Tuesday, December 22, 2009

Kindle Sales Percentages: A Query

Jeff Bezos said, in a recent interview with The Washington Post:
today, for titles that have a Kindle edition, Kindle book sales are 48 percent of the physical sales.
From the Kindle numbers I have seen -- admittedly, those are still somewhat scanty, and come substantially later than physical books-sales data -- I would not characterize that to be the case, and I work in business books, supposedly one of the hot areas for e-books. (Not to say that e-book sales aren't growing well; they are.) Are any of you seeing Kindle editions selling at close to half the sales of the paper book?

I just did a spot-check on my long-time bestselling book on Amazon, which is on a wonky topic that I'd expect would appeal to early adopters and business road warriors -- for the past few weeks, Kindle sales seem to be rising as a percentage of print sales, but only in the 10-12% range.

And the essay question is, of course: how much of that sales growth is entirely due to Amazon's very aggressive Kindle pricing strategy for bestsellers? If they sell Under the Dome for $14.00 in hardcover and $7.99 in Kindle, isn't it surprising that they're still selling fewer of the Kindle editions?


Unknown said...

Honestly, I've had a hell of a time just getting Survival By Storytelling (a fiction mag/journal I just released) formatted for the Kindle so it doesn't look absurd. The auto formatting they offer for all that is...ridiculous.

But, I don't know if SBS would be big in the Kindle market anyway.

Having said that, I find the whole 48% claim somewhat odd. Maybe for certain kinds of books, but I can't imagine that Kindle sales are beating out physical sales, unless people who buy hard copies aren't getting them from Amazon now.

Are ebook sales up significantly this year alone? I know they're up, but they still only make up about 10-15% of the overall book market, right?

Mike G. said...

Under the Dome is cheaper on Kindle, sure, but it's also not available until Thursday :(

The Brillig Blogger said...

I don't know if I trust much of anything in the way of mysterious Kindle stats that emerge from Amazon. That being said, he is saying 48% of their sales of the book, and not of total sales, so if a title Wiley published is selling 10% of its copies in e-book, and that means 6% or 7% of the sales are for the Kindle, that means Amazon is selling 12% of 15% of the print copies. That doesn't strike me as being impossible on the face of it. 100 copies total sell, 90 of those print and 10 e-book, and Amazon accounts for 6 of the e-book and 13 of the print copies.

Andrew Wheeler said...

S.M.D.: The kindle format is indeed persnickety; I work at a big company, and we have plenty of headaches with it. (And, to be fair, pretty much every other e-book format.)

The 48% number is a bit misleading, like many of Amazon's statements about Kindle sales -- it's not that Kindle editions are 48% of all sales, but that if printed books sales were at 100 units, Kindle books were at 48. All of their Kindle numbers are similarly massaged and carefully framed, which is why I always poke at and doubt them.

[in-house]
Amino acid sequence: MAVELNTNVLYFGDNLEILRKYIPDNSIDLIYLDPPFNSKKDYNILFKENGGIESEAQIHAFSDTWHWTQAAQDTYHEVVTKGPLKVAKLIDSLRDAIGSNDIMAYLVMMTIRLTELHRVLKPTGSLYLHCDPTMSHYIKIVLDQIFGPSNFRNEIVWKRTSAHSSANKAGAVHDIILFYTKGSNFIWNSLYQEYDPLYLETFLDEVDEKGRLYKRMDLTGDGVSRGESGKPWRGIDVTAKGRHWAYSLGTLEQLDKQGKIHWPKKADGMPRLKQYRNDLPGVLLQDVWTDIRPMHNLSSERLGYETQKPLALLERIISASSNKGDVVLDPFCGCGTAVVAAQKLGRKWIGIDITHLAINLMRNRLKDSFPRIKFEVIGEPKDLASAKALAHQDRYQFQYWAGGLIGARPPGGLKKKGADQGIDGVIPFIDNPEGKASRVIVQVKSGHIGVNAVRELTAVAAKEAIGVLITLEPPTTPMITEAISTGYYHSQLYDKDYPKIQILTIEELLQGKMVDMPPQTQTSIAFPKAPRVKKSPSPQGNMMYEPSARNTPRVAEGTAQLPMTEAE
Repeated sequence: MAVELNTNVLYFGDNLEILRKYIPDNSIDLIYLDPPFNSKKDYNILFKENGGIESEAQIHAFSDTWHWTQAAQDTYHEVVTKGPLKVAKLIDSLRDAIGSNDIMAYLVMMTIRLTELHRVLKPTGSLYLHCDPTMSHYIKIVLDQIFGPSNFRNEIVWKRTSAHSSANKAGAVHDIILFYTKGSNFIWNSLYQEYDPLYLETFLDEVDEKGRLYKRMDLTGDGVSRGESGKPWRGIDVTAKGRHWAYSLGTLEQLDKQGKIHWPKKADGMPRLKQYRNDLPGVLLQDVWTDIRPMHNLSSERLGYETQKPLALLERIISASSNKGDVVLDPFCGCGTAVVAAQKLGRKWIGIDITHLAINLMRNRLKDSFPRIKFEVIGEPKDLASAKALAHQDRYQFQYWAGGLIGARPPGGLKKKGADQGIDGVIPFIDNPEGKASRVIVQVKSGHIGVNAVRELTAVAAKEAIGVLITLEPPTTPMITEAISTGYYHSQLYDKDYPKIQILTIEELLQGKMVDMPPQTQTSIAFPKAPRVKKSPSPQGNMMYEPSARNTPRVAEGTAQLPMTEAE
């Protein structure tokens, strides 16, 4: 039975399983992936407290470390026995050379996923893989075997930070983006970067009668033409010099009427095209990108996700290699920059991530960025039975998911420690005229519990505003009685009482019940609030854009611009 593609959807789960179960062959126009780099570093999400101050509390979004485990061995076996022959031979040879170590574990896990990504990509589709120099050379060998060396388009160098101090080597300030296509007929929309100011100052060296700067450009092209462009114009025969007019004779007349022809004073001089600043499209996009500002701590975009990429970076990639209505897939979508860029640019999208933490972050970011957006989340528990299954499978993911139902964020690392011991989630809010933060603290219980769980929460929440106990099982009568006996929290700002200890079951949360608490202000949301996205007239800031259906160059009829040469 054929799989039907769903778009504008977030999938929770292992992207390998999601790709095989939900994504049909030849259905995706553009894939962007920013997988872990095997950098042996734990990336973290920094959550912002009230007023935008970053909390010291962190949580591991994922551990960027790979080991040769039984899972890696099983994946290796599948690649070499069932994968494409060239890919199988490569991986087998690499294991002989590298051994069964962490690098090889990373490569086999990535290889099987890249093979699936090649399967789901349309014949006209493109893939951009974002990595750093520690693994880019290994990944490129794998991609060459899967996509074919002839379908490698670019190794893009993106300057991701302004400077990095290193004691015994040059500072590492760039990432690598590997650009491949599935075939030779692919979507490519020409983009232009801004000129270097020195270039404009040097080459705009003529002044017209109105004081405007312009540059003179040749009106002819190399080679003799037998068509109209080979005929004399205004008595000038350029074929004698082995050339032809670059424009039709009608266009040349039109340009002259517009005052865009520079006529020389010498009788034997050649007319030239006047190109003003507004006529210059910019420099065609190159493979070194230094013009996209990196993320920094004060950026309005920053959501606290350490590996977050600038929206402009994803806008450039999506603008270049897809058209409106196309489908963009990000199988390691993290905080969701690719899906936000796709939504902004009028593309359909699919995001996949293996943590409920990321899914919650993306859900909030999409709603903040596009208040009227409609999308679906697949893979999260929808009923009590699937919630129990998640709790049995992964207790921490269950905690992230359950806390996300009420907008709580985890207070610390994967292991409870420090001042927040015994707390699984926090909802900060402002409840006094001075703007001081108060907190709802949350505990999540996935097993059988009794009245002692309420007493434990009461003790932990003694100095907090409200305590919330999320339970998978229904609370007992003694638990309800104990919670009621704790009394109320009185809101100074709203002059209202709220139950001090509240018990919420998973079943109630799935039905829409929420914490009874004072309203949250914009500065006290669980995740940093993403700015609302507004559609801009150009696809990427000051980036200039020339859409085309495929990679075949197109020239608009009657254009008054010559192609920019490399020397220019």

Unknown said...

Andrew: I think if you consider it the way Mike has, it makes some sense, but the quote you gave is very misleading indeed. I still don't know if Kindle sales were 48% of Amazon's book sales, though...

Andrew Wheeler said...

I should be more precise -- I looked up sales for one of my books by Amazon, using their online tool, in both print and Kindle formats. If the print book was selling 100 copies in a week (for example), the Kindle edition was selling around 10.

Amazon, or Bezos (if the two can be separated) is saying that the average of that second number, across all Kindle editions, is 48 -- that Amazon sells 48 Kindle editions for every 100 print books, across the universe of books available in Kindle format.

The numbers I've seen from my company are not at that level, which leads me to wonder if 1) there's some deeper finagling with the numbers I'm not catching, or 2) that big bestselling fiction is selling 60, 70, or 80 copies in Kindle format for each 100 copies Amazon sells in print.

Brillig: If I were you -- or any agent with authors selling large numbers of print books this past season -- I'd be urging publishers to get me a good accounting of Kindle sales with the next royalty statement. (Not that I need to tell you any such thing!)

The Brillig Blogger said...

Don't get me started on e-book accounting with the major publishers.

Some companies like Macmillan (Tor, SMP, FSG) aggregate all the e-book sales into one line, so there's no format information.

Penguin gives a separate page for each ISBN, meaning each e-book format, but doesn't tell you what ISBN is what format. You guess that the page with the big shitload of sales is the Kindle, that the next biggest is Sony, and that after that life is too short. And since Amazon doesn't attach an ISBN to its Kindle pages, it really is a guess. Since these statements are six or eight highly uninformative pages, I end up aggregating the sales onto my spreadsheets.

Harper also has separate pages, but also has a summary section, and does list formats. But none of these formats are Kindle; you need to know or ask to find out that those sales show up on the MOBI line.

Random House doesn't give entire separate pages, so less paper waste, but does print out e-book sales in ISBN lines, again with no format information attached.

& how much more helpful are the Wiley statements, Sr. Hornswoggler?

Ray said...

We all know why Bezos would lie about this, so is there any reason for him to tell the truth? Are Amazon sales by format ever going to be audited?
Sure, each publisher will know their own sales by format, but they don't know the aggregate, and they've no reason to pick a fight with Amazon.

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